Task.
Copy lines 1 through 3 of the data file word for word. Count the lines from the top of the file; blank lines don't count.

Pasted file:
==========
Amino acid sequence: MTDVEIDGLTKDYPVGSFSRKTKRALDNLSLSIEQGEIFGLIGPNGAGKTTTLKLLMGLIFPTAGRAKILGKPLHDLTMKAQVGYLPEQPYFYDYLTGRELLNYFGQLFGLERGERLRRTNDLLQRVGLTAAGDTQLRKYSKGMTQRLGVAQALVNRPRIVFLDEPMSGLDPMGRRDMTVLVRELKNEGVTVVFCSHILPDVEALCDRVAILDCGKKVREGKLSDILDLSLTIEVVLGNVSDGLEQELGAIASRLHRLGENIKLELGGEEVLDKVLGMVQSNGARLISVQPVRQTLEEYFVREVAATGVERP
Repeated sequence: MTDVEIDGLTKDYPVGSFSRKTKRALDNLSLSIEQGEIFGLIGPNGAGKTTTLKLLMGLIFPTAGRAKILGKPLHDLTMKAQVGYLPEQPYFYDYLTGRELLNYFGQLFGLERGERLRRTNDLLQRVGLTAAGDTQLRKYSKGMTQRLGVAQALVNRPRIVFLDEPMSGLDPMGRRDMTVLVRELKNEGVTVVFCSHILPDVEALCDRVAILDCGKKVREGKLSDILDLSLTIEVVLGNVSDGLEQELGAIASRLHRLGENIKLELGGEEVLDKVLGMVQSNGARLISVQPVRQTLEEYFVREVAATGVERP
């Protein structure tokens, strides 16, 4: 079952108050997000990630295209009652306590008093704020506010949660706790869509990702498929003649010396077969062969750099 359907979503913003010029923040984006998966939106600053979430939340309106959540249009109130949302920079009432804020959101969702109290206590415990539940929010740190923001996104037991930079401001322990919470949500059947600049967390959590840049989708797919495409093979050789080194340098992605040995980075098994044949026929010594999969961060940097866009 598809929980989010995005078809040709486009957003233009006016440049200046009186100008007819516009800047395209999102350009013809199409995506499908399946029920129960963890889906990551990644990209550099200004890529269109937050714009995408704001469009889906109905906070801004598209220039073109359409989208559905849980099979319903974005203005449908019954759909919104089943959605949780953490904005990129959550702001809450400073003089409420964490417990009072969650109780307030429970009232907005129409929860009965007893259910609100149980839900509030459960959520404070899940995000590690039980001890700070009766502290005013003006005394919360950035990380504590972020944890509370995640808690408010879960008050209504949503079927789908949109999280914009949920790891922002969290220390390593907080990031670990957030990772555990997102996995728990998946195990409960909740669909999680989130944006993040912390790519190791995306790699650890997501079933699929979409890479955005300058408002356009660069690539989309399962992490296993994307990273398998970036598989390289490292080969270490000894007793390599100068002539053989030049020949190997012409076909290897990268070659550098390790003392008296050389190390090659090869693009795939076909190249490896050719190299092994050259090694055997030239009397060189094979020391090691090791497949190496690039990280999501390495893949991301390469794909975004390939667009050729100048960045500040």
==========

Amino acid sequence: MTDVEIDGLTKDYPVGSFSRKTKRALDNLSLSIEQGEIFGLIGPNGAGKTTTLKLLMGLIFPTAGRAKILGKPLHDLTMKAQVGYLPEQPYFYDYLTGRELLNYFGQLFGLERGERLRRTNDLLQRVGLTAAGDTQLRKYSKGMTQRLGVAQALVNRPRIVFLDEPMSGLDPMGRRDMTVLVRELKNEGVTVVFCSHILPDVEALCDRVAILDCGKKVREGKLSDILDLSLTIEVVLGNVSDGLEQELGAIASRLHRLGENIKLELGGEEVLDKVLGMVQSNGARLISVQPVRQTLEEYFVREVAATGVERP
Repeated sequence: MTDVEIDGLTKDYPVGSFSRKTKRALDNLSLSIEQGEIFGLIGPNGAGKTTTLKLLMGLIFPTAGRAKILGKPLHDLTMKAQVGYLPEQPYFYDYLTGRELLNYFGQLFGLERGERLRRTNDLLQRVGLTAAGDTQLRKYSKGMTQRLGVAQALVNRPRIVFLDEPMSGLDPMGRRDMTVLVRELKNEGVTVVFCSHILPDVEALCDRVAILDCGKKVREGKLSDILDLSLTIEVVLGNVSDGLEQELGAIASRLHRLGENIKLELGGEEVLDKVLGMVQSNGARLISVQPVRQTLEEYFVREVAATGVERP
């Protein structure tokens, strides 16, 4: 079952108050997000990630295209009652306590008093704020506010949660706790869509990702498929003649010396077969062969750099 359907979503913003010029923040984006998966939106600053979430939340309106959540249009109130949302920079009432804020959101969702109290206590415990539940929010740190923001996104037991930079401001322990919470949500059947600049967390959590840049989708797919495409093979050789080194340098992605040995980075098994044949026929010594999969961060940097866009 598809929980989010995005078809040709486009957003233009006016440049200046009186100008007819516009800047395209999102350009013809199409995506499908399946029920129960963890889906990551990644990209550099200004890529269109937050714009995408704001469009889906109905906070801004598209220039073109359409989208559905849980099979319903974005203005449908019954759909919104089943959605949780953490904005990129959550702001809450400073003089409420964490417990009072969650109780307030429970009232907005129409929860009965007893259910609100149980839900509030459960959520404070899940995000590690039980001890700070009766502290005013003006005394919360950035990380504590972020944890509370995640808690408010879960008050209504949503079927789908949109999280914009949920790891922002969290220390390593907080990031670990957030990772555990997102996995728990998946195990409960909740669909999680989130944006993040912390790519190791995306790699650890997501079933699929979409890479955005300058408002356009660069690539989309399962992490296993994307990273398998970036598989390289490292080969270490000894007793390599100068002539053989030049020949190997012409076909290897990268070659550098390790003392008296050389190390090659090869693009795939076909190249490896050719190299092994050259090694055997030239009397060189094979020391090691090791497949190496690039990280999501390495893949991301390469794909975004390939667009050729100048960045500040």